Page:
Ask the Doctors - What should I put in a first-aid kit?


Dear Doctors: Our young son fell off his skateboard recently, and the items my wife and I needed to tend to his cuts and scrapes were scattered throughout the house. Now we want to assemble a home first-aid kit and wonder – what should it contain?

Great idea! A well-stocked first-aid kit is an important safety feature for every home. And while first-aid kits are available for purchase, you can easily put one together yourself.

Take an afternoon to evaluate your family needs, make a list, then hit your local drug store. With just a little bit of planning you’ll be ready to handle the minor bumps and mishaps of everyday life at a moment’s notice.

With a home first-aid kit, you’re preparing to deal with three basic types of medical issues – injury, infection and allergy.

Everyday injuries include scrapes, cuts, splinters, burns, sprains and stings. Infections may range from an inflamed wound to fever, a sore throat or the flu. You’ll also want to be prepared for common allergic reactions such as the rash from poison oak and poison ivy and itch and swelling from insect stings.

It’s important that if anyone in your family has severe food allergies or a respiratory condition such as asthma, you stock a backup of the appropriate medication. Mark each item with its expiration date and replace as needed. It’s a good idea to keep a separate checklist, which will make it easy to know when it’s time to replace that inhaler or EpiPen.

To build the actual first-aid kit, start with a container such as a plastic storage tub, a tackle box, or a tote bag with separate compartments. It should be easy to open, easy to carry, and have enough room for everything to be organized and recognizable at a glance.

Delegate one compartment for personal items – those allergy medications we talked about, backup doses of any other vital medications your family members may need. You’ll also want to include a list of emergency phone numbers.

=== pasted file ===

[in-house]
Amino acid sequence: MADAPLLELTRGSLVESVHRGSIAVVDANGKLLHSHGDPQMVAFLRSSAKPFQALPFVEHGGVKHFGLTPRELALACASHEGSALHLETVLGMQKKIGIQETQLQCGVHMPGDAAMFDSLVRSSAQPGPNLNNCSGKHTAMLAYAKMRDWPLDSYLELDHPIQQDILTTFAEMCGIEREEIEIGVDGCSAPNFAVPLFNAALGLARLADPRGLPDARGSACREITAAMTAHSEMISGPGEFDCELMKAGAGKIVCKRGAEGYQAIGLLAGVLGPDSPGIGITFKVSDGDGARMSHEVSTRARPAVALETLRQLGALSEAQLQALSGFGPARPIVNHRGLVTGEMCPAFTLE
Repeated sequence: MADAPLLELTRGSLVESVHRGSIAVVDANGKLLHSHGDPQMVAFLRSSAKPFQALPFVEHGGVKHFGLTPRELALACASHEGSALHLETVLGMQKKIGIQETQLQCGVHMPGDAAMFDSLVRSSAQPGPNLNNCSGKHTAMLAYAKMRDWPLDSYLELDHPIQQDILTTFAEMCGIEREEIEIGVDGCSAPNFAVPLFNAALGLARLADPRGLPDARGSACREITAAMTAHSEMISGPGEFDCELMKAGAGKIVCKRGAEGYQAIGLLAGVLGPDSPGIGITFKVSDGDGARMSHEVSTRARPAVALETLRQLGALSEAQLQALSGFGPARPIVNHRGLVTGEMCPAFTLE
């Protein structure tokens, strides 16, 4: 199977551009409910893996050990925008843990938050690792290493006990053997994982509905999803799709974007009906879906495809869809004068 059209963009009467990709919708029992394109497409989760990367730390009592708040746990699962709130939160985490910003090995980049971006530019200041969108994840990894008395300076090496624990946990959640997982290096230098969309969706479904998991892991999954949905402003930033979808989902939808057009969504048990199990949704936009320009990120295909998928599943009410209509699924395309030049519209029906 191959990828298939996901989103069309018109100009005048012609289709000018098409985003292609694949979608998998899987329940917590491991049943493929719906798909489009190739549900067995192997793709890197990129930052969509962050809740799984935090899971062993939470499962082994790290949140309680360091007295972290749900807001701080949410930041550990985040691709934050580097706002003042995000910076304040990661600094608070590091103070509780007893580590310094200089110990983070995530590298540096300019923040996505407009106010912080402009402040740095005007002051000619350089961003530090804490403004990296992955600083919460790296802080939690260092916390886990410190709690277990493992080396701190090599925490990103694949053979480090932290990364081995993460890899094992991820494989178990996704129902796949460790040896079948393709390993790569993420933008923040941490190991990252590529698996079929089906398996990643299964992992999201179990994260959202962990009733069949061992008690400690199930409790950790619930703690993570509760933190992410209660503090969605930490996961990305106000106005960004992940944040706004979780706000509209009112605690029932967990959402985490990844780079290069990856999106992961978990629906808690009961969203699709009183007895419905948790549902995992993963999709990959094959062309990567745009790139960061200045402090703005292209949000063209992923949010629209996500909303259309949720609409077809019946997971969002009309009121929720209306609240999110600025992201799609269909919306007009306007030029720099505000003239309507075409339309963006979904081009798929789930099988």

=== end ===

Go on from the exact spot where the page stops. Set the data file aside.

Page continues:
For a family of four to deal with everyday emergencies, you should have:

      • 2 absorbent compress dressings
      • 25 adhesive bandages of assorted sizes
      • 1 adhesive cloth tape
      • antibiotic ointment and antiseptic wipes
      • ibuprofen
      • acetaminophen
      • an instant cold compress
      • non-latex gloves to be worn when dealing with blood or bodily fluids
      • hydrocortisone ointment
      • apair of scissors and a set of tweezers
      • athree-inch and a four-inch roller bandage
      • 10 sterile gauze pads (3 x 3 inches and 4x4 inches]
      • an oral thermometer that is not glass and does not contain mercury
      • 2 triangular bandages
      • a good first-aid instruction booklet

Rather than the bathroom, where humidity may affect the contents, keep your first-aid kit in the kitchen. It’s also wise to consider a version of this kit for your car.

Finally, read through the first-aid instruction booklet on a regular basis. You don’t want to be holding a page open while you’re trying to bandage a sprained ankle.

Eve Glazier, MD., MBA, and Elizabeth Ko, MD., are internists and assistant professors of medicine at UCLA Health.

Ask the Doctors is a syndicated column first published by UExpress syndicate.